Meantime two events occurred, which cannot but have hardened the resolve of the pope to find a champion. These events were the occupation of Ceccano in the duchy of Rome by Aistulf and the appeal of the emperor to the pope that he should go to Pavia and attempt to persuade the Lombard king to give up Ravenna and the cities he had lately taken. The appeal of the emperor must have assured the pope, if indeed he had any doubt about it, that the emperor, so far as Italy was concerned, was helpless; while the occupation of Ceccano made it doubly obvious that the Lombard intended, now that the empire was helpless, to be absolute master throughout the peninsula.
[Illustration: Colour Plate S. GlOVANNI EVANGELISTA]
Stephen considered what course he should pursue, received two other Prankish envoys in Rome, consented to go to Pavia on behalf of the emperor, and determined at the same time to visit Pepin in the north. He set out for Pavia upon October 13, 753, leaving Rome with a vast concourse of people, which accompanied him some distance along the Way, out of the Flaminian Gate. His mission on behalf of the empire was naturally entirely fruitless, and early in November the pope left Pavia with the hardly won consent of Aistulf to cross the Alps by the Great S. Bernard—a difficult and dangerous business at that time of year—and to meet the Frankish king at S. Maurice in the valley of the Rhone. In the latter he was disappointed. Pepin had been called away to deal with an incursion of the Saxons, and now awaited his amazing visitor at Ponthion in Champagne, but he sent his son Charles, destined to be the first emperor of the Holy Roman Empire, a hundred miles down the long roads to meet the pope, and it was in the company of this youthful hero that upon the Feast of the Epiphany 754 Stephen entered Ponthion at last, and was greeted by Pepin, who cast himself upon the ground before him and walked as his lackey beside him as he rode.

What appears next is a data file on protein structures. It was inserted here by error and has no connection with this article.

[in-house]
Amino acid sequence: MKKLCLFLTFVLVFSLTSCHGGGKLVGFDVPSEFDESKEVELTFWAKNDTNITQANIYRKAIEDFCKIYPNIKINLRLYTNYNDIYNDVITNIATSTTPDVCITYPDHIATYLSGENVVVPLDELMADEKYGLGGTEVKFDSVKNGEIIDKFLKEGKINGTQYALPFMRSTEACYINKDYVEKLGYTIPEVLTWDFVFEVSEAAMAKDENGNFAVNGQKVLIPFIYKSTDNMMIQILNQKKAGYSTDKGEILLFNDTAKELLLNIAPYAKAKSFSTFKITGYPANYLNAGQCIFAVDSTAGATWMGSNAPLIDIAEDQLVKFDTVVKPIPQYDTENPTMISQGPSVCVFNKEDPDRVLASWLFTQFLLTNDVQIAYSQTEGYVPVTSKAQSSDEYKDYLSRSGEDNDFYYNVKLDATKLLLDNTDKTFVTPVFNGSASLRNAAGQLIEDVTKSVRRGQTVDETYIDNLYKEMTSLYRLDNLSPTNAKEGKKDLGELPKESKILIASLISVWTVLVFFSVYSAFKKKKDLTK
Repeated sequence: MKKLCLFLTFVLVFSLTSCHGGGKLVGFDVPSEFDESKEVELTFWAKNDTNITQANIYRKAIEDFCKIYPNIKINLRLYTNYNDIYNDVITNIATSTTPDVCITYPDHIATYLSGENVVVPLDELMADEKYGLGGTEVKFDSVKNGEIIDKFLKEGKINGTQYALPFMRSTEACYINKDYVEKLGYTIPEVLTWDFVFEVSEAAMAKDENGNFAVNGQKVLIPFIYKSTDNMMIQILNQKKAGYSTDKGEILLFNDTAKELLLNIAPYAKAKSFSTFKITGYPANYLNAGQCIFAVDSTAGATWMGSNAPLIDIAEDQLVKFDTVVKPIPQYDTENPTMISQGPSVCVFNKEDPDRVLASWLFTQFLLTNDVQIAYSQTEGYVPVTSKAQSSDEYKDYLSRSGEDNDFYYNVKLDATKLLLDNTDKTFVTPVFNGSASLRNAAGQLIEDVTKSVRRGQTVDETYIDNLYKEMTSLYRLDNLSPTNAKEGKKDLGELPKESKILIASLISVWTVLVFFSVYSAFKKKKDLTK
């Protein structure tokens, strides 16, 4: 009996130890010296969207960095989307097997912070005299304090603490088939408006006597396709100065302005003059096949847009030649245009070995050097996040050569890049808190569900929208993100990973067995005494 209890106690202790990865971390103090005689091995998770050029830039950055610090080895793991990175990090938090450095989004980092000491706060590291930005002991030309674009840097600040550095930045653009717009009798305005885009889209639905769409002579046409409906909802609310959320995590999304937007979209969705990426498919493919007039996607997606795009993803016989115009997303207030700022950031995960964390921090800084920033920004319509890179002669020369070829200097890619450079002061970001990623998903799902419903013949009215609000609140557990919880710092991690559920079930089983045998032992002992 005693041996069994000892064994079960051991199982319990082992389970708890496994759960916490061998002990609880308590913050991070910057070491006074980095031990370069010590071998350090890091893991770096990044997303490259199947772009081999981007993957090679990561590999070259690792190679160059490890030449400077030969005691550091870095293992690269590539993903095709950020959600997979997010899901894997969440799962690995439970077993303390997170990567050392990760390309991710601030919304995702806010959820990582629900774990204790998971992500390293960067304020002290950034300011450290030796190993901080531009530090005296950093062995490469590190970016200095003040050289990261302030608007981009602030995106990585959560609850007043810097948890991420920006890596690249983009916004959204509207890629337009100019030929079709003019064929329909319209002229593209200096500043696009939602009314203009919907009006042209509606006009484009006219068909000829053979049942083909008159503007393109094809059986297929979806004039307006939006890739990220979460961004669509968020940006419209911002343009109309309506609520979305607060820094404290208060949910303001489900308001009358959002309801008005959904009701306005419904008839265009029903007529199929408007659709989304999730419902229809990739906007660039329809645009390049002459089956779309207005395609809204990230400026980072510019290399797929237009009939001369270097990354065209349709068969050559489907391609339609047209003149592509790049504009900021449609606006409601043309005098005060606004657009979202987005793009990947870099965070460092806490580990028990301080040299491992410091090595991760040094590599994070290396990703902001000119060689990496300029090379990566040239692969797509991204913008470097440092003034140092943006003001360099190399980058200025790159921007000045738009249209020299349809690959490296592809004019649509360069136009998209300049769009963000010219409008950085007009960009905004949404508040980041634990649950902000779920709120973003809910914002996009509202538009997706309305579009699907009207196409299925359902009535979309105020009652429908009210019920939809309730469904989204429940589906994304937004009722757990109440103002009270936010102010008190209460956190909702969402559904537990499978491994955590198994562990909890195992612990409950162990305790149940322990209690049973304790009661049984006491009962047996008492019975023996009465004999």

The result of their interview is given in the Liber Pontificalis: “The most blessed pope tearfully besought the said most Christian king that by means of a treaty of peace (? with him the pope) he would dispose of the cause of the blessed Peter and the republic of the Romans, who by an oath there and then (de praesenti) satisfied the most blessed pope that he would obey all his commands and admonitions with all his strength and that it pleased him to restore by every means the exarchate of Ravenna and the rights and territories of the republic."
[Footnote 1: As this is very important I give the original Latin “Ibidem beatissmus Papa praefatum Christianissimum regem lacrimabiliter deprecatus est ut per pacis foedera causam beati Petri et reipublicarae Romanorum disponeret. Qui de praesenti jurejurando eundem beatissimum Papam satisfecit omnibus ejus mandatis et ammonitionibus sese totis nisibus obedire, et ut illi placitum fuerit Exarchatum Ravennae et reipublicae jura seu loca reddere modis omnibus.”]